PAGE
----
The American Dental Association does not recommend the use of prophylactic antibiotics in patients with prosthetic joints who are undergoing dental procedures, as clinical evidence fails to demonstrate an association between dental procedures and prosthetic joint infection (PJI) or any effectiveness for antibiotic prophylaxis. This recommendation is due to case-control studies that did not show any association between dental procedures and the risk of PJI. One of four studies, however, did support antibiotic prophylaxis. Although only a few studies exist, the panel believes further studies would not result in changes to the conclusion made. Furthermore, this evidence can be extrapolated to all joints due to the physiological characteristics of the tissues involved. Other considerations for this recommendation include the risk of antibiotic resistance, anaphylaxis, potential drug interactions, and opportunistic infections such as C. difficile. 
A 2019 review of guidelines confirms previous recommendations regarding antibiotic prophylaxis in the prevention of prosthetic joint infections and endocarditis following dental surgery. While most evidence is based on older case-control studies, a large 2017 retrospective study also showed no difference between PJI after dental work with or without antimicrobial prophylaxis [See Table 2]. The authors concede that PJI post-dental procedures, although rare (<0.5%), can see patients suffer significant morbidity. However, this must be balanced against adverse effects of unnecessary antibiotics, such as adverse drug reactions, contribution to antimicrobial resistance, and disruption of the gut microbiome. 
A 2021 review found 44 PJIs after dental procedures (22 in primary in total hip arthroplasty, 20 in primary total knee arthroplasty, one in revision hip repacement, and one in a hip resurfacing procedure). Antibiotic prophylaxis was documented for 5 patients. The dental procedure was invasive in 35 (79.5%). Comorbidities were present in 17 patients (38.7%). The organisms reported were Streptococcus spp. in 44%, other aerobic gram-positives in 27%, anaerobic gram-positives in 18%, and gram-negative organisms in 11%. An estimated 46% of organisms may be resistant to amoxicillin. The outcomes of treatment were reported for 35 patients (79.5%). Twenty-seven patients (61.4%) had no clinical signs of PJI at the final follow-up visit. The authors conclude lower extremity PJI associated with dental procedures is often caused by organisms unlikely to be prevented with amoxicillin.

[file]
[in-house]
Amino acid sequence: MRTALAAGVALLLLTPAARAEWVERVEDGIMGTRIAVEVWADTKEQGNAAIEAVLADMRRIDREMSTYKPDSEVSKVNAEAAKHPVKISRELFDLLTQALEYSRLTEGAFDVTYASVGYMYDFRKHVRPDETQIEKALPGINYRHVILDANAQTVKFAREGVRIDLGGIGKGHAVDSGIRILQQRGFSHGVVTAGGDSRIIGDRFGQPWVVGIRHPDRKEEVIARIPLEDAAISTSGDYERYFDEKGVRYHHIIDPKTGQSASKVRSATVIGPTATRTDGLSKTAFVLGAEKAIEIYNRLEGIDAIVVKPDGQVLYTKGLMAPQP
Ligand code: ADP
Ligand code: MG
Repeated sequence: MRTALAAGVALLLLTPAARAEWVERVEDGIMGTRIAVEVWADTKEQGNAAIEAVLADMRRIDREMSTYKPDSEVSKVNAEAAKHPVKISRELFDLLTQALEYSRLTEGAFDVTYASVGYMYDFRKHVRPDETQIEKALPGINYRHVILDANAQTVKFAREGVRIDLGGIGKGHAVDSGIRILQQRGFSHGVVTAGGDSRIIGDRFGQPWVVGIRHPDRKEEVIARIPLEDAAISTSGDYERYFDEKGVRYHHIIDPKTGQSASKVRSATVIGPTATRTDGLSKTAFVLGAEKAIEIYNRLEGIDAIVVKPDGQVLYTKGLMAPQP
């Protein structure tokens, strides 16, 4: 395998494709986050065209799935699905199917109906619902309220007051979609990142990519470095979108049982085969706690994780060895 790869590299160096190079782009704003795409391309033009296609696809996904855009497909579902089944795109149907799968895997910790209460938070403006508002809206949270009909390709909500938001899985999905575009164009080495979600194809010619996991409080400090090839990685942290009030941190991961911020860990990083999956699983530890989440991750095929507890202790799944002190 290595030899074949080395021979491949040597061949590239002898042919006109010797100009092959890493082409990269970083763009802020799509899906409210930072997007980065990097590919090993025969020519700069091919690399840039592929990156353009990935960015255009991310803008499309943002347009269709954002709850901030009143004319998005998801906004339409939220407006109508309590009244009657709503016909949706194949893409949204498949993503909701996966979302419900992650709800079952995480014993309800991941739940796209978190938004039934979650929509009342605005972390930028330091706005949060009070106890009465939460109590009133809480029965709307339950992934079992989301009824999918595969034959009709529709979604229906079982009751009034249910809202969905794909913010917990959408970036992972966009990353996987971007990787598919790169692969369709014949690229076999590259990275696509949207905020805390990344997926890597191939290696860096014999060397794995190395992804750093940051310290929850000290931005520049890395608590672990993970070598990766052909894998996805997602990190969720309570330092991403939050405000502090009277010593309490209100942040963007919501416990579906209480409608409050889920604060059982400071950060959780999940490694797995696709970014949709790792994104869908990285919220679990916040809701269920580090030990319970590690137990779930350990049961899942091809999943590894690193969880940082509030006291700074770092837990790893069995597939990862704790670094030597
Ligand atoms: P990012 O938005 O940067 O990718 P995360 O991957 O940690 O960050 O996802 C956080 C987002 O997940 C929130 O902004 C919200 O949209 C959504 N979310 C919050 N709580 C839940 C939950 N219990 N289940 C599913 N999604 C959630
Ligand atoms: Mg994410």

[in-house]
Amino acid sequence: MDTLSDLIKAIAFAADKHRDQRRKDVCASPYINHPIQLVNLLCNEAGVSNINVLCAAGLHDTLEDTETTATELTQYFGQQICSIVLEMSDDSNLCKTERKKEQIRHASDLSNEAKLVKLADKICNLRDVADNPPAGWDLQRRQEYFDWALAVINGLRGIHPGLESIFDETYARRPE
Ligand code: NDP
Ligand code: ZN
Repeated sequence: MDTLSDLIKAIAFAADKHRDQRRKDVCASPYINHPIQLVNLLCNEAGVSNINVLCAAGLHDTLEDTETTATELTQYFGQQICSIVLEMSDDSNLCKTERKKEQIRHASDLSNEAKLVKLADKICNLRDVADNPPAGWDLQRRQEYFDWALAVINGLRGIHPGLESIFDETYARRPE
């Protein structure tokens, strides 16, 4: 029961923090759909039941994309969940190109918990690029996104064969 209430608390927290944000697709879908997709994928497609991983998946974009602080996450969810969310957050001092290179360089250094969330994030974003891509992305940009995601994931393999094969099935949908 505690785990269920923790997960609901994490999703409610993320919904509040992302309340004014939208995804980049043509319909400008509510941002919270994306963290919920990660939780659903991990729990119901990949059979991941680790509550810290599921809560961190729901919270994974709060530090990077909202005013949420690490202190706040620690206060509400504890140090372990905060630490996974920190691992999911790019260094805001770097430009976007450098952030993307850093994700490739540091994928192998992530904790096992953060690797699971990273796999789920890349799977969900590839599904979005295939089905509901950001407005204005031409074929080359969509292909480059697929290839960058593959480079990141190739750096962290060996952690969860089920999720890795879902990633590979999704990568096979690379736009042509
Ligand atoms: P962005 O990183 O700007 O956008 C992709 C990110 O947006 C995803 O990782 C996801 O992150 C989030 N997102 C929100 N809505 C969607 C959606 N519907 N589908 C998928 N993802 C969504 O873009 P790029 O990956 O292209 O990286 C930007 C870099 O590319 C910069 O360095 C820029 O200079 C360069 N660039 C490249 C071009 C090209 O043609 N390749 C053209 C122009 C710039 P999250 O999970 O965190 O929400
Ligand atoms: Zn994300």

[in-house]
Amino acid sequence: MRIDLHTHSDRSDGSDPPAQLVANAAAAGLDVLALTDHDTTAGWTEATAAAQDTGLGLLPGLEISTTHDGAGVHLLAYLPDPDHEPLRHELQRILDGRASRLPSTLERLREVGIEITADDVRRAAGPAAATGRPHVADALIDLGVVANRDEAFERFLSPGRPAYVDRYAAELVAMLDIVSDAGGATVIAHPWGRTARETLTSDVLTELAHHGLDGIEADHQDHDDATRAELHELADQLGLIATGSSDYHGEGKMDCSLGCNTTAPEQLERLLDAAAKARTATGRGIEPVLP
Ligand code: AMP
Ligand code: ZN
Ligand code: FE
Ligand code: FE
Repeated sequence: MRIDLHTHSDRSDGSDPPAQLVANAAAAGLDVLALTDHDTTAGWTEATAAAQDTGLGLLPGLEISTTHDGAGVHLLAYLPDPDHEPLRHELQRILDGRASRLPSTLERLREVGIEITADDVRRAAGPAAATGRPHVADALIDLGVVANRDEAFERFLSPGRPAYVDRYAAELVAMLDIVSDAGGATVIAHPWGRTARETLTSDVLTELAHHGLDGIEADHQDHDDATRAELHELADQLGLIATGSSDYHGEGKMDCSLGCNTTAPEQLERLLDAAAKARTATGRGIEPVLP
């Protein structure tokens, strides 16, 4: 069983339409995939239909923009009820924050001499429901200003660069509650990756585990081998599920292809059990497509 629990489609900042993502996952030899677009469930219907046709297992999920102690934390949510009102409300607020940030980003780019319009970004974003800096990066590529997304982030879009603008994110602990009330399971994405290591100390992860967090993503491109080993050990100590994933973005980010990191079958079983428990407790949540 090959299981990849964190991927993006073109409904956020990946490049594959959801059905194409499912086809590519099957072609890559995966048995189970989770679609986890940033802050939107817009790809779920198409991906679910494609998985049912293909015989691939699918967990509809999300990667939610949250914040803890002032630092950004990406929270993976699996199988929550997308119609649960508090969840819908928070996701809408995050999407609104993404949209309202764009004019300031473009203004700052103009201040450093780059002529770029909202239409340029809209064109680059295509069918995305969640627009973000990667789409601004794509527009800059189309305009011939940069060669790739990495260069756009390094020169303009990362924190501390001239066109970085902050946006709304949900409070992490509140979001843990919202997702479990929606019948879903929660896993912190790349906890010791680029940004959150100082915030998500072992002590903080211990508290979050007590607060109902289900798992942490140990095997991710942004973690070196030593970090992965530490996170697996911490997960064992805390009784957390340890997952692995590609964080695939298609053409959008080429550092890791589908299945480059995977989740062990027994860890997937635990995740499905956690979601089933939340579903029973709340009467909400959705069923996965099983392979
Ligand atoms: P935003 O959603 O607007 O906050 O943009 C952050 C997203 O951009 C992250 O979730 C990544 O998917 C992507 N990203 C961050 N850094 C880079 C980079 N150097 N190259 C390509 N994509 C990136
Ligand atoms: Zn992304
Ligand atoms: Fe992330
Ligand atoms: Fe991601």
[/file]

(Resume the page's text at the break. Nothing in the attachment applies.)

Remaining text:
In a 2016 review on the use of antimicrobial prophylaxis for dental procedures in patients with prosthetic joints, the authors suggest that proof of a causative relation with dental procedures is not possible because the responsible bacteremia can originate from the oral cavity at any time regardless of when the dental procedure occurs. Large cohort studies have shown a PJI incidence of less than 1% in the first year after implantation. The overall low incidence, the low proportion of microorganisms belonging to oral flora found in prosthetic joint infection the low risk of hematogenous seeding, and the low virulence of these bacteria are arguments against antimicrobial prophylaxis during dental procedures in patients with artificial joints. Although some experts may consider the use of antimicrobial prophylaxis in rare cases (e.g. immunosuppressed transplant patients), the authors do support the generalized use of antibiotic prophylaxis for dental procedures in patients with prosthetic joints. 
A 2020 systematic review sought to reassess clinical literature to determine if there is evidence to support antibiotic prophylaxis in patients with periodontal disease as a means to decrease the risk of PJI. The authors concluded, "currently, there is no evidence to support or exclude the need of antibiotic prophylaxis as a means to decrease the risk of prosthetic joint infections in patients with periodontal disease."